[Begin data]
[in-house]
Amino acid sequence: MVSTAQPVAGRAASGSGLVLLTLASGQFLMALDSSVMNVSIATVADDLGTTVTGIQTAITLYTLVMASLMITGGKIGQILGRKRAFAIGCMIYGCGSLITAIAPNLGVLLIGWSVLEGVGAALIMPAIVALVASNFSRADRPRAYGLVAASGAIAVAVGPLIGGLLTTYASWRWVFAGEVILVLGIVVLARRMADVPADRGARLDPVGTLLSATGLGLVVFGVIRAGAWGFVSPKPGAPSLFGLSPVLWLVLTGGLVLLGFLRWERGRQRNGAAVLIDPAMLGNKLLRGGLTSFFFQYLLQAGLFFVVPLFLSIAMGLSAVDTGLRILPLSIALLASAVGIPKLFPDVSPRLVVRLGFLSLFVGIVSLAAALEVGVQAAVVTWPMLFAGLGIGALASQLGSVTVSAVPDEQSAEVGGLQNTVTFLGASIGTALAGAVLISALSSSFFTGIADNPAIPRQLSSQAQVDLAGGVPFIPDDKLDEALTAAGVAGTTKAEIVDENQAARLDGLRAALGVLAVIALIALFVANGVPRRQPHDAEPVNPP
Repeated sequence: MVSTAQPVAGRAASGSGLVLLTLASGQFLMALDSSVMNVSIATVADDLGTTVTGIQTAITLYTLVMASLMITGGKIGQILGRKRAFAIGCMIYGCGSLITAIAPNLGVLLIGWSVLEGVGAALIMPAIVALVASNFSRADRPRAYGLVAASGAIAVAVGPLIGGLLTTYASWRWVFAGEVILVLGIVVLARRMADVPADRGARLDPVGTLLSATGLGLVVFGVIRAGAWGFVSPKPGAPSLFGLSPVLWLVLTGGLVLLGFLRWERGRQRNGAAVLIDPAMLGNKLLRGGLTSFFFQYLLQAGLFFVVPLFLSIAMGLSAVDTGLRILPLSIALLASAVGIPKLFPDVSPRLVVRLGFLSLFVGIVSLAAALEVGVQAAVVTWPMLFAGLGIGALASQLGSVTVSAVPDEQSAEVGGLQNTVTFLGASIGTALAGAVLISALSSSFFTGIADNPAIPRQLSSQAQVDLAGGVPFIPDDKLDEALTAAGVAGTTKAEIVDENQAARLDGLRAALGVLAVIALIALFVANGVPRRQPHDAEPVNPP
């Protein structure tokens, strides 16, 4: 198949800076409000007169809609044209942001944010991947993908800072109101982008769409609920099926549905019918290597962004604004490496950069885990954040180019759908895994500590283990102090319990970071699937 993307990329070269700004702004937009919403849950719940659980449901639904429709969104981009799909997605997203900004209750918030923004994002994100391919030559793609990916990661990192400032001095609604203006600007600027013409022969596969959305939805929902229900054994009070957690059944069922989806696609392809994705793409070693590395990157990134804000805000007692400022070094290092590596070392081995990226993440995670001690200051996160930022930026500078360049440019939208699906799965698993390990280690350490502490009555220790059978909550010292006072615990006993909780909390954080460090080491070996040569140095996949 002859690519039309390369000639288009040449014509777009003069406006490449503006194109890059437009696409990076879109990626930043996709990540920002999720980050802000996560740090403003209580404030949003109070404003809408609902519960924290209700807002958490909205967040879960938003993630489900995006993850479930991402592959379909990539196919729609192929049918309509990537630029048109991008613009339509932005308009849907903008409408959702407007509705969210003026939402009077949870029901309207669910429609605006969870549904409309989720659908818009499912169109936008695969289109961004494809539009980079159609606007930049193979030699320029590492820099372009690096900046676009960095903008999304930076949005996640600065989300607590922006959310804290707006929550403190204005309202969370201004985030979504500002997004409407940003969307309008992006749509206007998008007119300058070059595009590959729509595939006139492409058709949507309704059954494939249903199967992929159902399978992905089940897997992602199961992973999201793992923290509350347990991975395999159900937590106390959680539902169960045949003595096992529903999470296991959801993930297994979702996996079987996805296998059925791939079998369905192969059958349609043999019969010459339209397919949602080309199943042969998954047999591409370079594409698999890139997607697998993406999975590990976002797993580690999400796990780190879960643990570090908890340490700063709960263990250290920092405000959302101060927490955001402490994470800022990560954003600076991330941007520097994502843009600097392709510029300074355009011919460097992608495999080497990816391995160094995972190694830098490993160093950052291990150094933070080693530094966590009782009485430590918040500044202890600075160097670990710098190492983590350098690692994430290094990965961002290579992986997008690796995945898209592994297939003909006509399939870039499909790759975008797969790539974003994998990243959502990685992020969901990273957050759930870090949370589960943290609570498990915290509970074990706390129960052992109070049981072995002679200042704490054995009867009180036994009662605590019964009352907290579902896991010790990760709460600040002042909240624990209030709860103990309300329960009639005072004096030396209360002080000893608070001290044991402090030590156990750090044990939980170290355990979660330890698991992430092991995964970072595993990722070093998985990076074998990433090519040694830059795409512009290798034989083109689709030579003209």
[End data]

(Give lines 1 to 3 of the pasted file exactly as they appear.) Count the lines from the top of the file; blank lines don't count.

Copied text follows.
[in-house]
Amino acid sequence: MVSTAQPVAGRAASGSGLVLLTLASGQFLMALDSSVMNVSIATVADDLGTTVTGIQTAITLYTLVMASLMITGGKIGQILGRKRAFAIGCMIYGCGSLITAIAPNLGVLLIGWSVLEGVGAALIMPAIVALVASNFSRADRPRAYGLVAASGAIAVAVGPLIGGLLTTYASWRWVFAGEVILVLGIVVLARRMADVPADRGARLDPVGTLLSATGLGLVVFGVIRAGAWGFVSPKPGAPSLFGLSPVLWLVLTGGLVLLGFLRWERGRQRNGAAVLIDPAMLGNKLLRGGLTSFFFQYLLQAGLFFVVPLFLSIAMGLSAVDTGLRILPLSIALLASAVGIPKLFPDVSPRLVVRLGFLSLFVGIVSLAAALEVGVQAAVVTWPMLFAGLGIGALASQLGSVTVSAVPDEQSAEVGGLQNTVTFLGASIGTALAGAVLISALSSSFFTGIADNPAIPRQLSSQAQVDLAGGVPFIPDDKLDEALTAAGVAGTTKAEIVDENQAARLDGLRAALGVLAVIALIALFVANGVPRRQPHDAEPVNPP
Repeated sequence: MVSTAQPVAGRAASGSGLVLLTLASGQFLMALDSSVMNVSIATVADDLGTTVTGIQTAITLYTLVMASLMITGGKIGQILGRKRAFAIGCMIYGCGSLITAIAPNLGVLLIGWSVLEGVGAALIMPAIVALVASNFSRADRPRAYGLVAASGAIAVAVGPLIGGLLTTYASWRWVFAGEVILVLGIVVLARRMADVPADRGARLDPVGTLLSATGLGLVVFGVIRAGAWGFVSPKPGAPSLFGLSPVLWLVLTGGLVLLGFLRWERGRQRNGAAVLIDPAMLGNKLLRGGLTSFFFQYLLQAGLFFVVPLFLSIAMGLSAVDTGLRILPLSIALLASAVGIPKLFPDVSPRLVVRLGFLSLFVGIVSLAAALEVGVQAAVVTWPMLFAGLGIGALASQLGSVTVSAVPDEQSAEVGGLQNTVTFLGASIGTALAGAVLISALSSSFFTGIADNPAIPRQLSSQAQVDLAGGVPFIPDDKLDEALTAAGVAGTTKAEIVDENQAARLDGLRAALGVLAVIALIALFVANGVPRRQPHDAEPVNPP